Joel Embiid wants us all to stop worrying about injuries, Zhaire Smith is back on the court and the Sixers beat the Pelicans and Thunder and lost to the Warriors this week. They sit at 40-23, a half-game behind the Pacers for the third seed in the Eastern Conference (see standings).
Here are our weekly observations:
• Some of Brett Brown’s late-game decisions this week are open to scrutiny, but the unnecessarily complicated ending against the Pelicans and the loss to the Warriors fall mainly on his players.
Against the Pelicans, the Sixers’ late lead dwindling to one was more a product of his players missing open shots and failing to convert free throws that could have iced the game than anything Brown did as a coach. The decision to blitz Jrue Holiday on the pick-and-roll up three points struck me as a little odd — it felt like a defensive risk the Sixers didn’t need to take in that situation — but you can at least understand the strategy of wanting to get the ball out of Holiday’s hands with a chance to tie the game.
Saturday night, Brown's choice to have Ben Simmons intentionally miss from the foul line with 10.3 seconds left and the Sixers down two drew plenty of questions after the game. Brown’s explanation was reasonable — facing Golden State, and with no timeouts left, it was close to an automatic decision (see story).
You usually don’t see intentional misses with that much time remaining in a game, but Brown’s logic is sound. One other factor to consider is that there was, quite literally, a 50-50 chance that Simmons would even make the free throw to cut the deficit to one — he’s made exactly half his foul shots in the fourth quarter this season.
• JJ Redick’s slump is encroaching on concerning territory for the Sixers. Redick has made just 25 percent of his field goals and three-point attempts since the All-Star break. He’d gone 64 straight games scoring in double figures until the Sixers’ loss to the Blazers last Saturday. Then he turned in another single-digit scoring effort vs. Golden State, with six points on 2 for 9 shooting.
Redick is too good a shooter to miss this many open jumpers for eternity. That said, Redick’s struggles should force the Sixers to consider how much they’d be able to tolerate a similar slump from him in the postseason. Given his deficiencies as a defender, Redick is going to be a net negative for the Sixers unless he’s hitting shots.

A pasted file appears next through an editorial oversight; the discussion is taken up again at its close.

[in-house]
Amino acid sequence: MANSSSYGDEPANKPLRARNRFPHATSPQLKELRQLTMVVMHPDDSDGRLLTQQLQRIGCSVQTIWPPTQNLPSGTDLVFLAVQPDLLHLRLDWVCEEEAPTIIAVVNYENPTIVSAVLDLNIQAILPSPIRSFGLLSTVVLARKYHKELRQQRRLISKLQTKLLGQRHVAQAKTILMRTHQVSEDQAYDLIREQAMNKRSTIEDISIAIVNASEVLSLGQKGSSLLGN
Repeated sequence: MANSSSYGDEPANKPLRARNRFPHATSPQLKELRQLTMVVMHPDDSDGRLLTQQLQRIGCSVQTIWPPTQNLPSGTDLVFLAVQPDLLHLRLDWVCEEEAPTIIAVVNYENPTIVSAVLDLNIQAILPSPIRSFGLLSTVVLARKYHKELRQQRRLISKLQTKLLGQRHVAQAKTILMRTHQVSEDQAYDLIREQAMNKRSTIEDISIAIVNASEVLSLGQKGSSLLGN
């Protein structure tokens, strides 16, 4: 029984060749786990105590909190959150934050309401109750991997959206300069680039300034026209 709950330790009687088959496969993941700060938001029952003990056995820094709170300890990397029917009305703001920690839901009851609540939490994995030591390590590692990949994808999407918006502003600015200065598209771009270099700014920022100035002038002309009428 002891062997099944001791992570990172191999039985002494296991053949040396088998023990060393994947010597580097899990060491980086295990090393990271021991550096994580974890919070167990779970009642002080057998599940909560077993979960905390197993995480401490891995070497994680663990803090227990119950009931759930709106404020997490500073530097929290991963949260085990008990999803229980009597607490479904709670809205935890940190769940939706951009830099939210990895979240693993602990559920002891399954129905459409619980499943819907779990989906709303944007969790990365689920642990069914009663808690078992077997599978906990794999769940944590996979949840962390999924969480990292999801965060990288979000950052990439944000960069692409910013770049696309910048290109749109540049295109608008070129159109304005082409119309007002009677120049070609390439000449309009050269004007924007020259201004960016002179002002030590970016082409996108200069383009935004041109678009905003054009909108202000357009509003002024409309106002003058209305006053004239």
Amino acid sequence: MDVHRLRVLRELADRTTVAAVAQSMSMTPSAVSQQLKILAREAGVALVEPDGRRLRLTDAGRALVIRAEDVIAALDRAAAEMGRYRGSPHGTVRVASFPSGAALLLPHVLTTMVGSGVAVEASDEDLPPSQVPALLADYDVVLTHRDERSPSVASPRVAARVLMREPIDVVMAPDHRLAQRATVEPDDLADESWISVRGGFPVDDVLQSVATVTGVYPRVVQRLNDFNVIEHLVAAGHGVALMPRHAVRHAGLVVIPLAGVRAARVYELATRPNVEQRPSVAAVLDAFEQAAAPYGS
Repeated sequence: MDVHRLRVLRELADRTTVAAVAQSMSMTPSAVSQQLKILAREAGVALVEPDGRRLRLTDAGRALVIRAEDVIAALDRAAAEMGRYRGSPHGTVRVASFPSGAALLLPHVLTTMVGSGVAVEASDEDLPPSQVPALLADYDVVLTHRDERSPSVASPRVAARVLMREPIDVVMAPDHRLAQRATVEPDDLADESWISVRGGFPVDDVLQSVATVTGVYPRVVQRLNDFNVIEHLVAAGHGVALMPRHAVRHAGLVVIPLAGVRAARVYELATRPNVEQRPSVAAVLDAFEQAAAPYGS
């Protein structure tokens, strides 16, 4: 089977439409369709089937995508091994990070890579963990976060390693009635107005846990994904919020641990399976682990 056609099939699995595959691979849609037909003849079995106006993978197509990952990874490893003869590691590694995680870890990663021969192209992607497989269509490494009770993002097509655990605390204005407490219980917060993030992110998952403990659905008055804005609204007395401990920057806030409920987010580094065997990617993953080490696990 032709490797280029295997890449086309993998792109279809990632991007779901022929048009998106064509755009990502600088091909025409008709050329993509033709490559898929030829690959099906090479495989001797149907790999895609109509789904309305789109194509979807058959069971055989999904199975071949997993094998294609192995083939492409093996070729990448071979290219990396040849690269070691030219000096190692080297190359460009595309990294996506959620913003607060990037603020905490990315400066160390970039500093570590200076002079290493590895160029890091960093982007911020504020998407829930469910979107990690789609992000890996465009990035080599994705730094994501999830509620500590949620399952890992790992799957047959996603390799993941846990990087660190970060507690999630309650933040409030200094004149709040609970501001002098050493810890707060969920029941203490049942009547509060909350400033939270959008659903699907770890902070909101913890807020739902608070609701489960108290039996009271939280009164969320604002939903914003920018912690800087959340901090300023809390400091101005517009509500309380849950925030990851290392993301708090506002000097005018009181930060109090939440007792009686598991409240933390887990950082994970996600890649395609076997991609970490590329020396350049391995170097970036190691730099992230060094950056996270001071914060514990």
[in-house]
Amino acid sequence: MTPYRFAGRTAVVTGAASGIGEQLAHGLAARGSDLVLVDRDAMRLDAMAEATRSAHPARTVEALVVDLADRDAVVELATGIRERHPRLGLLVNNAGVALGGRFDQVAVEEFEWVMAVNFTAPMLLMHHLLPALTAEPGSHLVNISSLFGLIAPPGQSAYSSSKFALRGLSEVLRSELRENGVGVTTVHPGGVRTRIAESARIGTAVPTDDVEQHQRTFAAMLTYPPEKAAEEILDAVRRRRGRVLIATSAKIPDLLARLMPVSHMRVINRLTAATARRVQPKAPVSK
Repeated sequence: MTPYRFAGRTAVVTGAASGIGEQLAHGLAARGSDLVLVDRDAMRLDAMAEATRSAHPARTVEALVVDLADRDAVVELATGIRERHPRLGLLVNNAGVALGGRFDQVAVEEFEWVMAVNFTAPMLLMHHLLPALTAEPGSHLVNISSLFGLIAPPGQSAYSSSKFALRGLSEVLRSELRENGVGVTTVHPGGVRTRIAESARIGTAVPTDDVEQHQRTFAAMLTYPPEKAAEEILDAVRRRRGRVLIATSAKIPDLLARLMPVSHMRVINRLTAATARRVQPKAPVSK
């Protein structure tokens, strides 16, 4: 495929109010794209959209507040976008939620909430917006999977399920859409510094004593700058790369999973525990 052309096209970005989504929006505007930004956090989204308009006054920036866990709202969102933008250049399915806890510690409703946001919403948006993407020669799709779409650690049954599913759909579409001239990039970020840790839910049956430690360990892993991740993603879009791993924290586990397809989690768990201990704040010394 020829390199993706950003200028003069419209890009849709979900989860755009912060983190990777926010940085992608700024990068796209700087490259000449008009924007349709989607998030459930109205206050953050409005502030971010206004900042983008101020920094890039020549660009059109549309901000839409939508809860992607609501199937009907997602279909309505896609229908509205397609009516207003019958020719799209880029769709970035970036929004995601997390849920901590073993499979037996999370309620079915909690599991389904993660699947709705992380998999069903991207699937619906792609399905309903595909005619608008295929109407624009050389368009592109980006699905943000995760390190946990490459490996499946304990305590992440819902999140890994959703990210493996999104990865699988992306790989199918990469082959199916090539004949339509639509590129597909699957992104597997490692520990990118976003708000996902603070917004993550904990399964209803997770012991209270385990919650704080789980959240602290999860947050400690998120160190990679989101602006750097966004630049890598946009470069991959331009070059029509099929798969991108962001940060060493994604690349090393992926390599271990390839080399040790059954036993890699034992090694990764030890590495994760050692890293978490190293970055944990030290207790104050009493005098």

To be fair to Redick, his screening and off-ball movement are vital to the Sixers’ offense. But that might not be enough to justify keeping him on the floor nearly as much as the team’s other starters in the playoffs if he’s in a rough shooting patch.
• From a human standpoint, it was very encouraging to hear that Boban Marjanovic suffered a bone bruise and mild sprain of his right knee in New Orleans, not something much worse — watching him have to be helped off the court, grimacing in pain, the injury seemed dire.
From a basketball standpoint, his absence — along with Embiid’s stint on the sidelines in the name of “long-term preservation” — have created an opening for Jonah Bolden. It’s difficult to imagine Marjanovic being able to hold his own vs. the Warriors’ smaller lineups the way Bolden did.
Brown acknowledged Saturday that Bolden — a confident rookie with his own distinct style — has impressed him recently.
He earned a greater level of consideration from me. It always stands out a lot more when you can make some shots, make some threes, it always stands out more. We've seen the other stuff. I think the discipline of playing pick-and-roll defense, he's getting better at. There's also a physicality that's greater than you would think by looking at his build. I think he helped himself tonight.
The choice to relegate Bolden from the rotation after the Sixers’ pre-deadline trades was harsh. If there’s a silver lining to Embiid and Marjanovic’s injuries, it’s that Bolden has again been able to show he can be a valuable piece.
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